In recent years, the Besson company got into financial difficulties and various aspects of the business and name were acquired by Buffet Crampon of France. The remaining assets were acquired by the German company Schreiber-Keilwerth who lost no time in bringing rival instruments, with the York brand name, to market. In 2010, Schrieber-Keilwerth was also acquired by Buffet Crampon, and the York brand was dropped.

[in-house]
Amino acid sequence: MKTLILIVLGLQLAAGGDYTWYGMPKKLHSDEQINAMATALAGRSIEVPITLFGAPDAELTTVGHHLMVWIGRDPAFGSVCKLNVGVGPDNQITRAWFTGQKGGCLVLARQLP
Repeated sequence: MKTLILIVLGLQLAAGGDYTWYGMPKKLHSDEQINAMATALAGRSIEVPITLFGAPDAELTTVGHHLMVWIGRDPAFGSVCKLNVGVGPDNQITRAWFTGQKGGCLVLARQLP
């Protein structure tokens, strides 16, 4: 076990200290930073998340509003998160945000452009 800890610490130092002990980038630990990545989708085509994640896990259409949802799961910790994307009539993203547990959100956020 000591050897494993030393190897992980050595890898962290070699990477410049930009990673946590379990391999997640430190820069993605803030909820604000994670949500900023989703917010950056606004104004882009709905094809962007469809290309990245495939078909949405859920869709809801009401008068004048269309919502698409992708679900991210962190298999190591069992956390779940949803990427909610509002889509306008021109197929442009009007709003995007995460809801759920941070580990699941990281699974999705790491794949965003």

Other highly regarded professional models found around the world are the Yamaha 642, the Hirsbrunner Standard, Exclusive, and Stealth, the Sterling Virtuoso, and the Meinl-Weston 451 and 551. A well-selling and school-inventoried intermediate-model horn in the United States is the Yamaha YEP-321 (and silver-plate 321S), which has four valves and is non-compensating (though a removable 5th valve was offered as an option early on, but discontinued pushing buyers to their “professional” instruments). Other similar models of euphonium are made by Besson, Willson, Jupiter, and under the names of many storied American manufacturers now within the Conn-Selmer umbrella among others. Besson produces a four-valve non-compensating euphonium with the fourth valve on the side.